Nature News has an article by Jane Qiu detailing an ambitious drilling project ultimately aimed at recovering 10 km of core from a Cretaceous sedimentary section deposited in the Songlia Basin, northeast China. The Songlia basin is a rift basin that saw establishment of very long lived lakes fed by rivers throughout the Cretaceous, a geological period which saw great fluctuations in temperature, atmospheric carbon dioxide and sea / lake levels. Much of our understanding of the Cretaceous comes from marine sediments. Scientists have started analyzing portions of a two km core of terrestrial sediment in the hope of understanding how dramatic shifts in temperature and CO2 content affected conditions on land.
Here is an interesting bit:
Other as-yet-unpublished results also point to a possible position for the K/Pg boundary. But it is about 100 meters below the depth determined by Wan Xiaoqiao, a palaeontologist at the Beijing-based China University of Geosciences who used fossils of spores, pollen, phytoplankton and ostracod to locate the boundary. The researchers are trying to determine why the estimates differ, and to nail the boundary down to 2–3 metres, so that detailed geochemical analysis can be performed to look for rare elements, such as iridium, that are common in meteorites and were spread around the globe by the cosmic impact.
The article doesn't say how the K/Pg boundary has been identified but one cannot help speculating on a topic like the end Cretaceous mass extinction.
1) The boundary has been incorrectly located and more detailed work will place it near the palaeontologically determined K/Pg boundary.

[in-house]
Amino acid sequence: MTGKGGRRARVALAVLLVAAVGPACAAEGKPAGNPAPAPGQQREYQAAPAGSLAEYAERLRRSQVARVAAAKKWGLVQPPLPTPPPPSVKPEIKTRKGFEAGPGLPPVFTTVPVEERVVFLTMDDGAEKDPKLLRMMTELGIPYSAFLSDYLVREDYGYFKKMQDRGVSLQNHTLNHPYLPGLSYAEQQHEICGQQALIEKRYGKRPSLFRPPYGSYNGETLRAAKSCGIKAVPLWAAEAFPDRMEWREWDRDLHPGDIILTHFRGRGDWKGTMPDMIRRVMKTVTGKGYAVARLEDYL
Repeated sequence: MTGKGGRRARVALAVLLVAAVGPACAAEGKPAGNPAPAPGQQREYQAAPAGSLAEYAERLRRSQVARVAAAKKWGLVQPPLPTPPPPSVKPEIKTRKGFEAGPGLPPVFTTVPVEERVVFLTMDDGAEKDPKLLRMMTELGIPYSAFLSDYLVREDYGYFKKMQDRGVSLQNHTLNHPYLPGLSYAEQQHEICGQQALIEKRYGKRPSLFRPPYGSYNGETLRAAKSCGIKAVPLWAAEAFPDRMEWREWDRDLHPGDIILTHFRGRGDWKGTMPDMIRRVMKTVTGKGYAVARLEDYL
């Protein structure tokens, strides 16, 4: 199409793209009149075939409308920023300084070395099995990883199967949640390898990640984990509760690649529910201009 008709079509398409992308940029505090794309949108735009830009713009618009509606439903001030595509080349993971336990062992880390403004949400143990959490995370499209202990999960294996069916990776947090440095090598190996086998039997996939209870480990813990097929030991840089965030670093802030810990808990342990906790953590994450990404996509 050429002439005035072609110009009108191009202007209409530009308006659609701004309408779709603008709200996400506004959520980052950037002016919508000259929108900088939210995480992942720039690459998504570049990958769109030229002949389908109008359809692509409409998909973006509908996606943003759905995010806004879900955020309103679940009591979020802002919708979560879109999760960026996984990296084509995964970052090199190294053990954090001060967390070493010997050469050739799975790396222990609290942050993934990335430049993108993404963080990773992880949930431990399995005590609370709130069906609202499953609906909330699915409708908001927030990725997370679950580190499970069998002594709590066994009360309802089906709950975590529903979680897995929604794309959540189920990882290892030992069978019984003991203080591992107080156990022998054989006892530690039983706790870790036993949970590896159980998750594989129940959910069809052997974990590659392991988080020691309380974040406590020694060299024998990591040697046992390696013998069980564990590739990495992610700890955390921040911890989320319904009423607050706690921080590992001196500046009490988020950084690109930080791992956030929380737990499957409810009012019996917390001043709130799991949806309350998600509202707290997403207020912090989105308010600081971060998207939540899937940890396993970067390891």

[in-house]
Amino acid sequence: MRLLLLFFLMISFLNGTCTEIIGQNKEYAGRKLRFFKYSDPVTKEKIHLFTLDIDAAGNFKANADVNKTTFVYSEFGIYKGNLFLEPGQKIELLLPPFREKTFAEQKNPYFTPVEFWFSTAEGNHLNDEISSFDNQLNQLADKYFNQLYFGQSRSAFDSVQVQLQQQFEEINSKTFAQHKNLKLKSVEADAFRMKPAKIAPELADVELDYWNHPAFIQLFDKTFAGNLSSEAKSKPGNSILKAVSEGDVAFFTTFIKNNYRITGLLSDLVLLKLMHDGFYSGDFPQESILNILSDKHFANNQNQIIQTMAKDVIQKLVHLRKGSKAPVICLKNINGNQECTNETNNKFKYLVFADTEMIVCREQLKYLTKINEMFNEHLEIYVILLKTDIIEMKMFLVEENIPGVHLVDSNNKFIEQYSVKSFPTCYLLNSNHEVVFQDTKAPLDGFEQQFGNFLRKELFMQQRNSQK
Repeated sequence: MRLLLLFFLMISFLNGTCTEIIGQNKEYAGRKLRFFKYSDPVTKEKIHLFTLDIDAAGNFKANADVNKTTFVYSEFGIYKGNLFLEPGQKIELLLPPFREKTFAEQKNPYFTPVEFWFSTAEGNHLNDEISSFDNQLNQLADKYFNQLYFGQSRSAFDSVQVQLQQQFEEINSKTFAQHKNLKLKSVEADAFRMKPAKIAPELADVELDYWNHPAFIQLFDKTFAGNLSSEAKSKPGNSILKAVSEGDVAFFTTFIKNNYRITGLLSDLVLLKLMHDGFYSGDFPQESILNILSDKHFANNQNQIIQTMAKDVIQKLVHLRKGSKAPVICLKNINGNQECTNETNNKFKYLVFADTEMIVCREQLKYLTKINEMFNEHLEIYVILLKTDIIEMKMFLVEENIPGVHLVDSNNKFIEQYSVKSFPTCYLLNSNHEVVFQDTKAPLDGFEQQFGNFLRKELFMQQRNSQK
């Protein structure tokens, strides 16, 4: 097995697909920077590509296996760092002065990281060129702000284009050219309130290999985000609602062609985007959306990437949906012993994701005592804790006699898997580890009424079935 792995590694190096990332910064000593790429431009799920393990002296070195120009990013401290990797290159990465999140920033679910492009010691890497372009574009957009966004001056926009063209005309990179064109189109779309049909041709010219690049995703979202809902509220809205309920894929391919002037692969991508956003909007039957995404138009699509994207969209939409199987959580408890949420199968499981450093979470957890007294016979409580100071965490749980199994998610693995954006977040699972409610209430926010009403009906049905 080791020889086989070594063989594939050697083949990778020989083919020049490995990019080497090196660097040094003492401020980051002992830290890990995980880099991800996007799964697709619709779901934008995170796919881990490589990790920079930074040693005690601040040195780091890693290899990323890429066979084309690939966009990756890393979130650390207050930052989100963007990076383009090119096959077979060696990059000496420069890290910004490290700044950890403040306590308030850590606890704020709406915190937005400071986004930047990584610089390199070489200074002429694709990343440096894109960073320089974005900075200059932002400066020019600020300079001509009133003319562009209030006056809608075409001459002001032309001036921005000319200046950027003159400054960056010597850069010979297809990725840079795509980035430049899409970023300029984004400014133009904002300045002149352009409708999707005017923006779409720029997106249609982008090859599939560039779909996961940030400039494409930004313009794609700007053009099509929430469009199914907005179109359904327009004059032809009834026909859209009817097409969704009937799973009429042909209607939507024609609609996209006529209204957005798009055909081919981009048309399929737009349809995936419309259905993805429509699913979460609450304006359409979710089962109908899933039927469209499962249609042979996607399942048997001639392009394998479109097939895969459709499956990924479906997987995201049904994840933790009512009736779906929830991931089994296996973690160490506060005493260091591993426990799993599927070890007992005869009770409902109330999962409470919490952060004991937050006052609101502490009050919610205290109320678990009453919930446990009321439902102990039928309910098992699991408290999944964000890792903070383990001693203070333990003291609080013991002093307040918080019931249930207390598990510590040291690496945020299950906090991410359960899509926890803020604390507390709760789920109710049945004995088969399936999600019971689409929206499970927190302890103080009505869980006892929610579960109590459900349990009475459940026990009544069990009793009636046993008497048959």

2) The physical location of the K/Pg boundary is correct and more detailed studies will show that it temporally coincides with the palaeontological boundary. This will imply that the intervening 100 meter or so of sediment was deposited very rapidly.
3) The identified boundary is indeed an event pointing to a large environmental perturbation caused by a meteorite impact but palaeontological evidence for a mass extinction occurs a considerable amount of time after this event as evidence in the 100 meter or so of intervening sediment will tell us. This is a scenario similar to what Gerta Keller and colleagues have been arguing using late Cretaceous sections from Texas and near the Chicxulub impact site i.e. the Chicxulub impact took place a few hundred thousand years before the mass extinction.
This might turn out to be an important section in the context of the mass extinction debate. Cretaceous geology is never dull.